The state of Net Neutrality and the open Internet have been debated at length. While the pro and anti neutrality camps fight it out – “Free Internet” vs. “Fast-Lanes” – many have overlooked what impact Net Neutrality will ultimately have on online services and the end-user experience. With a commercial, multi-speed internet, NFV could be the path to innovation and monetization opportunities
Net Neutrality: The battle lines are drawn
In one corner we have content providers like Netflix and Google championing the “Free Internet” and “Freedom of Speech”, positioning Net Neutrality as the fairest way to rule the Internet. In the opposite corner we have the Internet Service Providers (ISPs), who want to reap back revenues from the rising costs of delivering fast broadband. But amidst the hype and scare mongering, an important message has been lost. Net neutrality does not exist – and hasn’t for quite some time. The fact is conglomerates like Google, Facebook and Netflix already benefit from Fast Lanes in the form of dedicated servers provided to them by ISPs. The vast amount of data created on the Internet today means that how most people perceive it to work is no longer the case. It’s not “Content > Internet Backbone > ISP > User” it’s far more complex, and far less neutral than people like to make out.
Restoring the balance
When the Internet was still relatively young, in order to promote growth and innovation, telecoms operators helped subsidize the Internet sector. It was free, open and innovative. Today the Internet is highly profitable, but extremely costly to run. While some large Internet-based businesses have benefitted from Net Neutrality – US and European mobile operators have cut back on investing in high-speed broadband networks. Under current Net Neutrality rules it just didn’t make sense financially. The result, both regions have lagged behind in the world broadband speeds stakes.
As Internet traffic grows exponentially, operators and ISPs have an uphill battle to provide users with a reliable service, and as a result the network congests and data speeds plummet. With these heavily burdened networks, perhaps the only way to restore fairness and improve user experience is to abandon the concept of Net Neutrality – completely.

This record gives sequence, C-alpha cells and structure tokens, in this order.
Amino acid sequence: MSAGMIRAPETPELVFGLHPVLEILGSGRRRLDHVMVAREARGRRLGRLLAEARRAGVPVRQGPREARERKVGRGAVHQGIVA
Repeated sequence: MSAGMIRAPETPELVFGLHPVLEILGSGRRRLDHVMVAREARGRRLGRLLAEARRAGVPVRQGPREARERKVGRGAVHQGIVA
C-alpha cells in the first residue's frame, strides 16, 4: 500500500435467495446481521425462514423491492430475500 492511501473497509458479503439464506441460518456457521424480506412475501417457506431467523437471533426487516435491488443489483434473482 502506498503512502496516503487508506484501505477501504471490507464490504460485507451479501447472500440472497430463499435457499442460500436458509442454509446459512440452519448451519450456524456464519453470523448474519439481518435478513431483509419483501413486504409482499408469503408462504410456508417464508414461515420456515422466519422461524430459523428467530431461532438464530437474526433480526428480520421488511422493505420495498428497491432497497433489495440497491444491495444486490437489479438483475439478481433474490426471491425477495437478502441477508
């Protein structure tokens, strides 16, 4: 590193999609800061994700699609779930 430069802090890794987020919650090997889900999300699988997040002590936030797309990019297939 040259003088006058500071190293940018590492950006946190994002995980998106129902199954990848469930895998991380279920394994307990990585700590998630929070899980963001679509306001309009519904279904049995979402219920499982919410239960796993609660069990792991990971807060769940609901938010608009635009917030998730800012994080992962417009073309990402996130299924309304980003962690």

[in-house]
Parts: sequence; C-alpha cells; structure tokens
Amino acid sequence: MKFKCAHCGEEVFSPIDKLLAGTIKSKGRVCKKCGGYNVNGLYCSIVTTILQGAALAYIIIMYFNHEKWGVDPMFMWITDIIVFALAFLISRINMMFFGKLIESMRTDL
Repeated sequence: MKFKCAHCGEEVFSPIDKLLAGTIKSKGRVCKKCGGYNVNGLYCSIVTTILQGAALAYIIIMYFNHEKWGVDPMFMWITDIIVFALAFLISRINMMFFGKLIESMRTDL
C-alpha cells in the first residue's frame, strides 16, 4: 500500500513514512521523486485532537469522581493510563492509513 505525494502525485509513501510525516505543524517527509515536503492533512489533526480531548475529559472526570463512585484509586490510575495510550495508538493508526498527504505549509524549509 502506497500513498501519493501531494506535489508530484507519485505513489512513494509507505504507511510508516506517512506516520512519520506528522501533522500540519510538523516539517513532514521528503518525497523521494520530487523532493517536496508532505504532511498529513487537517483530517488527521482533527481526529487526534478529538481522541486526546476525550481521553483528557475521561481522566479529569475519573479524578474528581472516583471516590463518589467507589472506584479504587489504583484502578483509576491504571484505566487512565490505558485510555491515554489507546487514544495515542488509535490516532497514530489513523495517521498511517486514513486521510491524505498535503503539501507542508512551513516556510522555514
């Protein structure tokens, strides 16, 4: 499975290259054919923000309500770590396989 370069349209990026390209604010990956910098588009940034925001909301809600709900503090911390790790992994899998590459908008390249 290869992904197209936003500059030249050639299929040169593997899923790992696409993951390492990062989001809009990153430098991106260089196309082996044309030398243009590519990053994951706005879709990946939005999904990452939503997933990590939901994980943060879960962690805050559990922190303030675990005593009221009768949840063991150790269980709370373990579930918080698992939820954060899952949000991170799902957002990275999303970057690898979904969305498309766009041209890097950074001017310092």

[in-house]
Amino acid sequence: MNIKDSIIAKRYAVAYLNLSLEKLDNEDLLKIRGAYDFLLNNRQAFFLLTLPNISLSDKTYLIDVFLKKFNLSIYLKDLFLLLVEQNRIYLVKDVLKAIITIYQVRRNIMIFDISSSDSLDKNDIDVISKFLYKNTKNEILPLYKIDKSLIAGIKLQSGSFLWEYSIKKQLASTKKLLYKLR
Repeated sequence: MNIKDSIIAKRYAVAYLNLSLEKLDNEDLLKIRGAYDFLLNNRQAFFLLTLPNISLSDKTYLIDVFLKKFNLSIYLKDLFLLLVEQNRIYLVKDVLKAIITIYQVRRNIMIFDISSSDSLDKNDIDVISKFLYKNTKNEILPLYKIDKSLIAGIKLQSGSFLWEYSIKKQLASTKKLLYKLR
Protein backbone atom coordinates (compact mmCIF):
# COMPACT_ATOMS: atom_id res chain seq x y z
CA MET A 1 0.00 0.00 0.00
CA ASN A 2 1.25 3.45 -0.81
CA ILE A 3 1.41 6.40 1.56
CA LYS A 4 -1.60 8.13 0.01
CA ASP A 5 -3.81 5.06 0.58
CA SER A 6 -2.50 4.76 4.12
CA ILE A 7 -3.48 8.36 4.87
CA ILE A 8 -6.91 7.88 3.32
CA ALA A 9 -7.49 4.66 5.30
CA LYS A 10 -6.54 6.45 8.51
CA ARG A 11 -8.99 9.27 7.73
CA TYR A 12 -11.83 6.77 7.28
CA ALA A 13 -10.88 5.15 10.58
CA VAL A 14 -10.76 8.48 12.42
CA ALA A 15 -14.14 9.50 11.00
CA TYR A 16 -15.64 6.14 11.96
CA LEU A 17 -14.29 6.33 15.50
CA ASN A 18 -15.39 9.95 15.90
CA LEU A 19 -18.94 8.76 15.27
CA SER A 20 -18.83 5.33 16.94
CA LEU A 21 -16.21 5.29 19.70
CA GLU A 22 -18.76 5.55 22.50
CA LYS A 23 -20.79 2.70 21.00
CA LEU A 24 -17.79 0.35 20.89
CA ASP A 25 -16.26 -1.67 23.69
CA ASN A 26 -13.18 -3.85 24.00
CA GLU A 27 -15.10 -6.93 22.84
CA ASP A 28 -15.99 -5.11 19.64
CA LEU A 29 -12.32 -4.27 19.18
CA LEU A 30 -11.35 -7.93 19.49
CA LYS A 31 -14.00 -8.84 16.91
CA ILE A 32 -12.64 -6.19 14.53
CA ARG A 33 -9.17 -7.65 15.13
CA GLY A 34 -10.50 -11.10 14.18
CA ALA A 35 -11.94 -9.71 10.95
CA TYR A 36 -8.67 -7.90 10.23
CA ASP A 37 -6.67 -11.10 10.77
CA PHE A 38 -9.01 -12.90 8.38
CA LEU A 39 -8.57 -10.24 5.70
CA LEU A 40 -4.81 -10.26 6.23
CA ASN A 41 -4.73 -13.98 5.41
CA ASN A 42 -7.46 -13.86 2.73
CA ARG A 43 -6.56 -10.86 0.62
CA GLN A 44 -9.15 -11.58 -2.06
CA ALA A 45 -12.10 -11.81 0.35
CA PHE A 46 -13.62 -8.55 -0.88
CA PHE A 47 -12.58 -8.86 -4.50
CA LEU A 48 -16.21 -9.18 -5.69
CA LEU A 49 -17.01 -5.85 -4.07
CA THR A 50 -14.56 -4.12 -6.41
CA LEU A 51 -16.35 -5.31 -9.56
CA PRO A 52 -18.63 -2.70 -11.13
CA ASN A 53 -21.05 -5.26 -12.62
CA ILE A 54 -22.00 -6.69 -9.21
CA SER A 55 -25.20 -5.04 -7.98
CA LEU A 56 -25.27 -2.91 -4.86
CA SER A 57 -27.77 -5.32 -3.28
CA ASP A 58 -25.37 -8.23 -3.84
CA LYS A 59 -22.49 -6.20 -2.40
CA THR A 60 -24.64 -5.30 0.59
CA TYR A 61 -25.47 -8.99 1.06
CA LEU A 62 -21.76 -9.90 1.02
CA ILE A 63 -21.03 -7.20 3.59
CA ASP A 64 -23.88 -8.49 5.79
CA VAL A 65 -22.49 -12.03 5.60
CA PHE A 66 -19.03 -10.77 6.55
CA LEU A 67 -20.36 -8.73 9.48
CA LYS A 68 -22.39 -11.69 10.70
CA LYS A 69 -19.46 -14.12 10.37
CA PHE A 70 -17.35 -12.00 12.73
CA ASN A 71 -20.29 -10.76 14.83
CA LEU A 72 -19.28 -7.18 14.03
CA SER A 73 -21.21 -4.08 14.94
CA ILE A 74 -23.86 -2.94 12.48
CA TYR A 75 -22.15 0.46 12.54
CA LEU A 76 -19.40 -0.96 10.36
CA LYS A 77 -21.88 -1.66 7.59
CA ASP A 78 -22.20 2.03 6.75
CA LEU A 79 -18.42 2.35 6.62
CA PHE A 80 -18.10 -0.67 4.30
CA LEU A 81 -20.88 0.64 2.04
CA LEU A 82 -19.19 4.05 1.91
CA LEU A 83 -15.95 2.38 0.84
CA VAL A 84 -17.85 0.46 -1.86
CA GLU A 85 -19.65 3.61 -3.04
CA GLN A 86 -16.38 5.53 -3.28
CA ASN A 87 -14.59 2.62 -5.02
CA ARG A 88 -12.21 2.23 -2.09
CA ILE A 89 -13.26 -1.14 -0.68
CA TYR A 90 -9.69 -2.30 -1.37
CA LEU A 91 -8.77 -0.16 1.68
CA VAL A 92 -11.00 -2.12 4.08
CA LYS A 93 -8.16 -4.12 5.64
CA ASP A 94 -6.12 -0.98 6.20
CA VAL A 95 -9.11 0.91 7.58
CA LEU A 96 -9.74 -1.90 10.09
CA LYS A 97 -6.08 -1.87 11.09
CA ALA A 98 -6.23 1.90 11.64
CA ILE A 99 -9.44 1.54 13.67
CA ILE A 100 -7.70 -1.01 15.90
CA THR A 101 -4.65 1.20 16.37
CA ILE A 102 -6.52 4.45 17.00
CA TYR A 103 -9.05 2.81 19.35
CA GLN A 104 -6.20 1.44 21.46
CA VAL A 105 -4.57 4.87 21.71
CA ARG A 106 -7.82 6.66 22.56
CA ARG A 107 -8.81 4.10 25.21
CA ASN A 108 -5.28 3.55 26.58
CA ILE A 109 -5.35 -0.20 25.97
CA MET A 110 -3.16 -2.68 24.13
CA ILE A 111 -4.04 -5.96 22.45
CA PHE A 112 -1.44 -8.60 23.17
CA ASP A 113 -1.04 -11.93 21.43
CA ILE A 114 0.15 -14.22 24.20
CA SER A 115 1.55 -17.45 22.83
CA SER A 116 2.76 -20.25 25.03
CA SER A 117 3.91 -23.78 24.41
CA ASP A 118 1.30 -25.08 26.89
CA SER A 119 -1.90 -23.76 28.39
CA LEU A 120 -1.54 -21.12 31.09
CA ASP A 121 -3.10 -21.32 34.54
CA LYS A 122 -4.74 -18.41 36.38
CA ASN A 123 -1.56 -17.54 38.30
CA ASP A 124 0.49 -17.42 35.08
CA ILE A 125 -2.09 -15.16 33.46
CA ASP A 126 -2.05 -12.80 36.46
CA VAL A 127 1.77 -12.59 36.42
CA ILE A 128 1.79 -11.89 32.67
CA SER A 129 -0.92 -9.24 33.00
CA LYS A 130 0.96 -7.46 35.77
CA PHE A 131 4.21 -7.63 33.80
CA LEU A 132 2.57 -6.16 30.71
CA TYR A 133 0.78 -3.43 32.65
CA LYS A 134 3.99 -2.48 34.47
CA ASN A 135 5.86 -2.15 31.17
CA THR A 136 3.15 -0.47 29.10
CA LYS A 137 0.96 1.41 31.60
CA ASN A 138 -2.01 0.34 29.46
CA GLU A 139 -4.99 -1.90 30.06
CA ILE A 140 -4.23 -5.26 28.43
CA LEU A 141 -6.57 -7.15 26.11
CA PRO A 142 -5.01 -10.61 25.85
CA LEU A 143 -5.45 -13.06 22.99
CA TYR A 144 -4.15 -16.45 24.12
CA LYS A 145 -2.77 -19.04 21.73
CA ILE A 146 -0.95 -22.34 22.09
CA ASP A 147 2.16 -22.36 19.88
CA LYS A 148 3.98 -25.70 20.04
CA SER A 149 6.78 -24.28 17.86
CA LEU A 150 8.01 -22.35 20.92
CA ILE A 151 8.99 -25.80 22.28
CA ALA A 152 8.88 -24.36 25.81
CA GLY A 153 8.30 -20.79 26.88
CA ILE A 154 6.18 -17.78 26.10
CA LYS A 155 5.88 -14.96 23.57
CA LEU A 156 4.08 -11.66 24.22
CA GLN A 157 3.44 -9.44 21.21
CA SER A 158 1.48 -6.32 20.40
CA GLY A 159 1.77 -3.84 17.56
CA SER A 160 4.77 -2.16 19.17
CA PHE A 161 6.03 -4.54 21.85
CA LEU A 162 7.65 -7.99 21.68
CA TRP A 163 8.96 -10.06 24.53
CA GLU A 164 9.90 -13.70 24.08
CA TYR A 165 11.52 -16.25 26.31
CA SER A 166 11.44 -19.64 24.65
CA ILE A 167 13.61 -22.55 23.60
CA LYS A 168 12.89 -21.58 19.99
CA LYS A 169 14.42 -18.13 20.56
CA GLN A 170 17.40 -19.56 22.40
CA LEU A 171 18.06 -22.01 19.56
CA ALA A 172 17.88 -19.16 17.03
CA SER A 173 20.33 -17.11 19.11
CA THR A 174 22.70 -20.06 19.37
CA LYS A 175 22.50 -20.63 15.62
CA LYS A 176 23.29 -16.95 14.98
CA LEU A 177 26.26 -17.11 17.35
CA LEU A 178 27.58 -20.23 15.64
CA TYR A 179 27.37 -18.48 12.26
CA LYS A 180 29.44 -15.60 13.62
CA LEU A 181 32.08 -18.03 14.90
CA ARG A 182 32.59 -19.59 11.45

The Role of NFV
The fact is Net Neutrality did exist but quite some time ago. Few were on the Internet and Fast Lanes were not really needed. With today’s networks, economy and technological growth, Net Neutrality is just not feasible. Providers cannot be expected to carry the burden of providing high-speed infrastructure alone, with little financial return. Therefore the fairest and smartest option is for data-intense services to contribute to the costs of supplying their content to users.
Which is why Network Functions Virtualization (NFV) can play a vital role in provisioning bandwidth.
Without the burden of Net Neutrality service providers are free to offer extra bandwidth or Fast Lanes as services. NFV can be utilized to granularly separate the network and prioritize services. NFV without Net Neutrality opens up a huge range of revenue generating opportunities while preserving the quality of experience that each user is prepared to pay for. For example, if a mobile carrier is delivering HD video content through NFV, the service to provide faster delivery and extra bandwidth can be switched on and off rapidly. Arguably, NFV technology would become the driver for investment in these services.
The Final Debate
As the argument for Net Neutrality gets more heated, it is vital to keep the end-user experience at the center of the debate. While it has been positioned by the likes of Google and Facebook to be in the user’s benefit for neutrality to remain, there is a far stronger case for it to be dropped – especially since these companies already benefit from a non neutral internet. As subscribers and users expect more data to be delivered faster it’s only fair that the providers of the content take an amount of financial responsibility in its provision. Whether Net Neutrality remains or not, one thing is certain – the dynamics of mobile broadband will need to change in order to prevent innovation from stagnating.
The article was published by BBTM on Oct 20. Click here to read more!